BY TABITHA REEVES
Where West Delaware Avenue meets South College Avenue stands Kirkbride Lecture Hall, which is home to numerous classes and located across the street from Trabant Student Center. It is an area of heavy student foot traffic, making it the ideal spot for the occasional poster vendor, sorority fundraiser or a man with a message to share.
Mark Johnson, known to many students as “Kirkbride Jesus,” frequently spends weekday afternoons on the corner, with a Bible in hand. Johnson continues to show up after 25 years, despite drawing strong, and sometimes negative, reactions.
“Some days, nobody stops,” Johnson said. “But I was at this spot last Thursday and I probably talked [to students] the whole time. In all my years, nobody has come to me and said ‘I need Jesus’ or ‘How do I receive Christ?’ It’s a seed planting ministry.”
One of the techniques Johnson uses to “plant seeds” is the sign often set up next to him. It reads, “Are you going to Heaven? Free test!” The test consists of him asking students whether they think their soul could enter a perfect place if they were to die today.
“When somebody comes and does the test, usually that turns negative,” Johnson said. “But mostly they just don’t care what I have to say. I’m not judging them. You wind up judging yourself.”
Caity Kapner, a sophomore fashion design and product innovation major at the university, has spoken to Johnson on various occasions. Kapner said that they approached him with an open mind and no expectations of judgment, but their point of view changed upon talking to him, especially when it came to discussing topics of sexuality and gender.
“He has a script that he likes to abide by that has no foundation in actual Christian thinking,” Kapner said. “He will judge you very blatantly in his ‘Are you going to heaven?’ test.”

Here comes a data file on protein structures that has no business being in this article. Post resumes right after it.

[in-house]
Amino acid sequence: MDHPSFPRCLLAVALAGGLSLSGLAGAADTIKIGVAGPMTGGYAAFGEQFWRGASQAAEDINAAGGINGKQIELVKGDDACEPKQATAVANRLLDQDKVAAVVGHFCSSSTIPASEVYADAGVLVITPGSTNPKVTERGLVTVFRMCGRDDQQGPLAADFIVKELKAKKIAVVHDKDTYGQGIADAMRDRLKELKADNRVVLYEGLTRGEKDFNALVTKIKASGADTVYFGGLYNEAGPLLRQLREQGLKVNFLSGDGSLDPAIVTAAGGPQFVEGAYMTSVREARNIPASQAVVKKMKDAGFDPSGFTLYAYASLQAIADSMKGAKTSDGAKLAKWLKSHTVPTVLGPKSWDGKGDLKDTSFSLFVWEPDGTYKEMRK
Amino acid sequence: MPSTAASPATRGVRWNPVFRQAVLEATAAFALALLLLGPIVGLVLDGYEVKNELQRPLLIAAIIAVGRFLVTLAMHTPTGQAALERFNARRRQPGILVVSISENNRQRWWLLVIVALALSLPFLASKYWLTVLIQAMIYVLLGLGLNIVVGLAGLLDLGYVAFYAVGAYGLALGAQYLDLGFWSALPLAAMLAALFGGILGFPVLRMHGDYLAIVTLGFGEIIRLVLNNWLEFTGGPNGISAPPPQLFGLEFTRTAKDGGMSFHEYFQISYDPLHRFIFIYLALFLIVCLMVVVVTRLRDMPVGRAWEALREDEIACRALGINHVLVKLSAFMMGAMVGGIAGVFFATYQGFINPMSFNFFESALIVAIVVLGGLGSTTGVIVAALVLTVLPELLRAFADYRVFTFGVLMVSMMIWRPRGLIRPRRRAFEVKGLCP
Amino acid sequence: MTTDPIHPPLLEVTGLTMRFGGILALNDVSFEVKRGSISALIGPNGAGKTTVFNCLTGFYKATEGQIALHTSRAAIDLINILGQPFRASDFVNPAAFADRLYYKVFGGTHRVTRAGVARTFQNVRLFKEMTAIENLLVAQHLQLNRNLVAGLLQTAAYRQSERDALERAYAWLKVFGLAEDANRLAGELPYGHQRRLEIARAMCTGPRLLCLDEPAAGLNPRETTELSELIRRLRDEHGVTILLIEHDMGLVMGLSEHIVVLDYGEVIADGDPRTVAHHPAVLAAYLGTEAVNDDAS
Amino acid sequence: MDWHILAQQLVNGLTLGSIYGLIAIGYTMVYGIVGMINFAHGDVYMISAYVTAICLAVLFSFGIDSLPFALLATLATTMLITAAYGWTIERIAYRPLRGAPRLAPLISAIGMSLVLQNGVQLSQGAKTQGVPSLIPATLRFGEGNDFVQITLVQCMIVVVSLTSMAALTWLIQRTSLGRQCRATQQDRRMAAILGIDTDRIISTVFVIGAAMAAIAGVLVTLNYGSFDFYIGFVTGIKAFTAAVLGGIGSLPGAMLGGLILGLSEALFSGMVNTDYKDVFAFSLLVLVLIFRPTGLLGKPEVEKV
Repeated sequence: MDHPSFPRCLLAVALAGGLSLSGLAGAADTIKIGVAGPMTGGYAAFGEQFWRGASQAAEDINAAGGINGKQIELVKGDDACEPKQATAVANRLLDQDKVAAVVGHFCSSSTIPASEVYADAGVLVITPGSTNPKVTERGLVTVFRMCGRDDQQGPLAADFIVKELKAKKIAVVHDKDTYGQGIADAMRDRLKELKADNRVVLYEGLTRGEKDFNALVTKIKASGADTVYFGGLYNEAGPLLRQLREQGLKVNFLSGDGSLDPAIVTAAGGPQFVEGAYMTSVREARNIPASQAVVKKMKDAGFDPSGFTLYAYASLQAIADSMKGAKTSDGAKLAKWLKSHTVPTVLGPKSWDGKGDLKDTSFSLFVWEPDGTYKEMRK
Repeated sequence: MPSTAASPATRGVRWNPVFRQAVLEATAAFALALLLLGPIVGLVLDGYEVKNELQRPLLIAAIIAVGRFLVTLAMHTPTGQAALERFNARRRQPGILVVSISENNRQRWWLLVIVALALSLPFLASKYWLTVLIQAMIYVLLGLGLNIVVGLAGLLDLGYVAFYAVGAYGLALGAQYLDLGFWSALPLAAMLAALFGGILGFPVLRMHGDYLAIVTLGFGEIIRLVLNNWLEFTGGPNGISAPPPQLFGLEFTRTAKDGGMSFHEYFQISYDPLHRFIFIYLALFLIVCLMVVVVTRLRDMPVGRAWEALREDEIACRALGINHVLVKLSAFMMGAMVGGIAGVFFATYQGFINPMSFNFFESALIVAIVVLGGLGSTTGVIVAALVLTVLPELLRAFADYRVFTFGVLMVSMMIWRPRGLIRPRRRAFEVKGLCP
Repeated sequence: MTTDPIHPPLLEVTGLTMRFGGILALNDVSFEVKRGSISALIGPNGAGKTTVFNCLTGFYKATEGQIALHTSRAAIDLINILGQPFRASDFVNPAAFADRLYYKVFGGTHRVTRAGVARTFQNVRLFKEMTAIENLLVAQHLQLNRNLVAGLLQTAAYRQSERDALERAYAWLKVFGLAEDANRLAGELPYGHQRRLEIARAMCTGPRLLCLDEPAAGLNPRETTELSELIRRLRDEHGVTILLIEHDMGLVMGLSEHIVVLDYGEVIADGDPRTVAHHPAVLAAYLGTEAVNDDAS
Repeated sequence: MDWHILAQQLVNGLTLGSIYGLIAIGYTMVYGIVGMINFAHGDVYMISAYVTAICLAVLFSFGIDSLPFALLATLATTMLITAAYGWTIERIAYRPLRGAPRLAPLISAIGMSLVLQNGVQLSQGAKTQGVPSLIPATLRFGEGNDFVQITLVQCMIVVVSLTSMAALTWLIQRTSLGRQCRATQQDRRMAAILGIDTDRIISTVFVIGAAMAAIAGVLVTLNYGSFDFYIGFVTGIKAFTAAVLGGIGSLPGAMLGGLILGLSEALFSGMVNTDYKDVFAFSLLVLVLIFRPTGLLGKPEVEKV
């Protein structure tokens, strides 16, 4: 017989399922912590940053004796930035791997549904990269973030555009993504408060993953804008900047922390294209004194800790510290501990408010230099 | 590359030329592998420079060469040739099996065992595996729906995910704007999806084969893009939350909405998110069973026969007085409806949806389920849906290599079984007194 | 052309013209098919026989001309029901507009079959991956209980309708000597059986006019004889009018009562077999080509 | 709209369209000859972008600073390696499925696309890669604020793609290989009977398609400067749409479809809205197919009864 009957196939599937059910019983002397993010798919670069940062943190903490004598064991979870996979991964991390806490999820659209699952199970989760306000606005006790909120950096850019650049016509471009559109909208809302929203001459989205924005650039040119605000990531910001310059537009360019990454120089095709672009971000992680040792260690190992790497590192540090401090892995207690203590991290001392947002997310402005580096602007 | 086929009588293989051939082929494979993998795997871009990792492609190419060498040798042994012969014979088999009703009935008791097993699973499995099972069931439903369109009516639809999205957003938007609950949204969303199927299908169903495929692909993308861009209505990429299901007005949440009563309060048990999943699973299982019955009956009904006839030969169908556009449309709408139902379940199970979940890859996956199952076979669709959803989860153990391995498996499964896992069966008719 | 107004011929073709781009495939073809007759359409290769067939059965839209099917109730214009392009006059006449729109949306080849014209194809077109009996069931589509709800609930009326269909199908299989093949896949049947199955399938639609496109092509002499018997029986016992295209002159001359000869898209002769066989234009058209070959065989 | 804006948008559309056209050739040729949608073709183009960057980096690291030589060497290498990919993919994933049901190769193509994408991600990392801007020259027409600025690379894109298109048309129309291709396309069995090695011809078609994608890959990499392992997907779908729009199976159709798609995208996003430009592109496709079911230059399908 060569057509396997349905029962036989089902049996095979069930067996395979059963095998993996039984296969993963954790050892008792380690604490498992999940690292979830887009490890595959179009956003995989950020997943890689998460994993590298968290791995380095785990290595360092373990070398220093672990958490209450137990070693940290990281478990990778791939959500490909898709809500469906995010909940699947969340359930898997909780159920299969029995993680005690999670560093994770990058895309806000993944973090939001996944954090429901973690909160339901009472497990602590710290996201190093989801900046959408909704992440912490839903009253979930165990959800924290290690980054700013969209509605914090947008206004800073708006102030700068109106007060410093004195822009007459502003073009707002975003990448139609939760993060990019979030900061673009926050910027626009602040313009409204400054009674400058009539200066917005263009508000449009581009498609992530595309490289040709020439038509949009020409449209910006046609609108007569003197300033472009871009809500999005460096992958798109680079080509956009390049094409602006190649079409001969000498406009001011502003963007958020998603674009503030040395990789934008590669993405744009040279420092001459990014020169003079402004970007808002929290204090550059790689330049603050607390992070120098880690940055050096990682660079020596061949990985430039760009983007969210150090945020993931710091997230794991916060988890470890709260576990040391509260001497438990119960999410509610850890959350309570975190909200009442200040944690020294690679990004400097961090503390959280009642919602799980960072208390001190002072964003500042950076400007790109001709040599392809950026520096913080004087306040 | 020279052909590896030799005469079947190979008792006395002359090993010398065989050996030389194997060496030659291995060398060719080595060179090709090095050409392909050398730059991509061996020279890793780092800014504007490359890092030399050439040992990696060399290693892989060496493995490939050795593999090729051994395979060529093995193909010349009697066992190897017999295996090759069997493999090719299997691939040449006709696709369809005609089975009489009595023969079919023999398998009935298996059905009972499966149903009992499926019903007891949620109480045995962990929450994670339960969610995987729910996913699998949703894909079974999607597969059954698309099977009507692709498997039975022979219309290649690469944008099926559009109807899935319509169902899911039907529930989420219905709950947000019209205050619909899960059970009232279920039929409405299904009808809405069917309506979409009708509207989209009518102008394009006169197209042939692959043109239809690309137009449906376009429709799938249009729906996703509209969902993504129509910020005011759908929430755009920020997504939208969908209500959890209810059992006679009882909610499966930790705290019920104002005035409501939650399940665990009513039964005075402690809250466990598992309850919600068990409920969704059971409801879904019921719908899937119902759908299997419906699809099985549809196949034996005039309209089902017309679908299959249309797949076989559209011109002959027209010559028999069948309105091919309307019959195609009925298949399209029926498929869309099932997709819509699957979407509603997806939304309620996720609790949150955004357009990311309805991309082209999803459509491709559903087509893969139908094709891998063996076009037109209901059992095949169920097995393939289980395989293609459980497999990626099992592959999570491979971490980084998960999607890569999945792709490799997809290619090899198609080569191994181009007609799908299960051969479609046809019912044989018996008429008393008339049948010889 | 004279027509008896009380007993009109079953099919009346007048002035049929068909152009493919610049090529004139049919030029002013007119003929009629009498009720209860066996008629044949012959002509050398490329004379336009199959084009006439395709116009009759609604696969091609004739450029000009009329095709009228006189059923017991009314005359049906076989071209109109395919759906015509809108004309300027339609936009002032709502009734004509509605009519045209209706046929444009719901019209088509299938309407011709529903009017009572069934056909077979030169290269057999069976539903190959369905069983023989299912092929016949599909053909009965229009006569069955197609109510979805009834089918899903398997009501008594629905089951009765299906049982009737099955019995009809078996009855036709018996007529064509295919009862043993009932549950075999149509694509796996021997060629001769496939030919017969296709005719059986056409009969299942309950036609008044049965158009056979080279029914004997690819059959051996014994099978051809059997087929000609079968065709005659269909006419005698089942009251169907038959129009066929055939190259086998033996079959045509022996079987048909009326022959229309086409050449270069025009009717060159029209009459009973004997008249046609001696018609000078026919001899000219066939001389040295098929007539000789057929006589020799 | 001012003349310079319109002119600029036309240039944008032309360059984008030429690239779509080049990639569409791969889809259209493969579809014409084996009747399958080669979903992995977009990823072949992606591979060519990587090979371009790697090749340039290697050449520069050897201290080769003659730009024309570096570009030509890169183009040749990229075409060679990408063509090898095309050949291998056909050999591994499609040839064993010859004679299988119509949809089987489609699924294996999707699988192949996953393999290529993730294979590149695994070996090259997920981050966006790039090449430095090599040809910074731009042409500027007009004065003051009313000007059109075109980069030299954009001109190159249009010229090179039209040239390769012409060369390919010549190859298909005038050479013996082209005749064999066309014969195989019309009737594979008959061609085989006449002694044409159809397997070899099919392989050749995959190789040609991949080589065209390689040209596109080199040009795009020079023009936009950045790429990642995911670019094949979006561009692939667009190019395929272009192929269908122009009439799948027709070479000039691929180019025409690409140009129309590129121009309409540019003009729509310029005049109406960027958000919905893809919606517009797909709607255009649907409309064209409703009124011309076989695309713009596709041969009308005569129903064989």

Based on the influence of their Christian mother, Kapner’s understanding of Christianity’s true message is to love without judgment and that most sins are no worse than other sins.
“There’s a lot of minute things that are supposed to be understood in an equitable sense,” Kapner said, listing Old Testament sins from the Bible. “So my ‘sins’ are equated to your ‘sins’. We’re both ‘sinners.’ But in [Johnson’s] preaching he demonizes queerness as a sort of super-sin.”
It is not just Johnson that has provided some university students with a negative impression of Christianity. Last year, members of the Key of David Christian Center came to campus, sporting signs that many students perceived as discriminatory, inciting protests. While they were carrying signs with Bible verses, affiliating the group with Christianity, they also used megaphones to call students names based on their appearances.
Tyler Brown, in his seventh year on staff for InterVarsity, a Christian RSO at the university, shared his thoughts on the group in question.
“My understanding is that if they had any kind of religious convictions, they’re hidden under deep hatred,” Brown said.
Kapner described Johnson as the “lesser of two evils” in comparison to those members of the Key of David Christian Center.
“There’s no rational reason as a Christian to be using slurs,” Kapner said. “You cannot justify that.”
Brown explained that InterVarsity’s approach to evangelization is different from both last year’s group of conservative Christians and Johnson.
“I’ve definitely met students that were very turned off to faith as a whole because of people like [Johnson], or maybe him uniquely,” Brown said. “I would like to say that there’s some that have had the opposite experience, but I don’t know those student testimonies, so I’m not sure I could say with certainty that the opposite perspective exists.”
Brown expressed his disagreement with the evangelization methods Johnson uses, saying that hurried passersby only hear 10-second sound snippets of what Johnson has to say. This increases the difficulty of understanding the whole picture and grasping all of Johnson’s rhetoric.
“I think students experience him as very judgmental and condemning,” Brown said. “Maybe it’s because that’s what he’s communicating, or maybe it’s because if you only hear him in those short snippets, then that’s how you’ll interpret it.”
Countering Johnson’s insistence that he comes to the university to “plant seeds” and spread the gospel message without judgment, Kapner believes that Johnson still chooses to show up after so many years to stir up negative reactions from students.
“He’s here all the time, he knows people and every time he talks to people he gets his point across,” Kapner said. “At this point, he’s just here to antagonize students and provoke them.”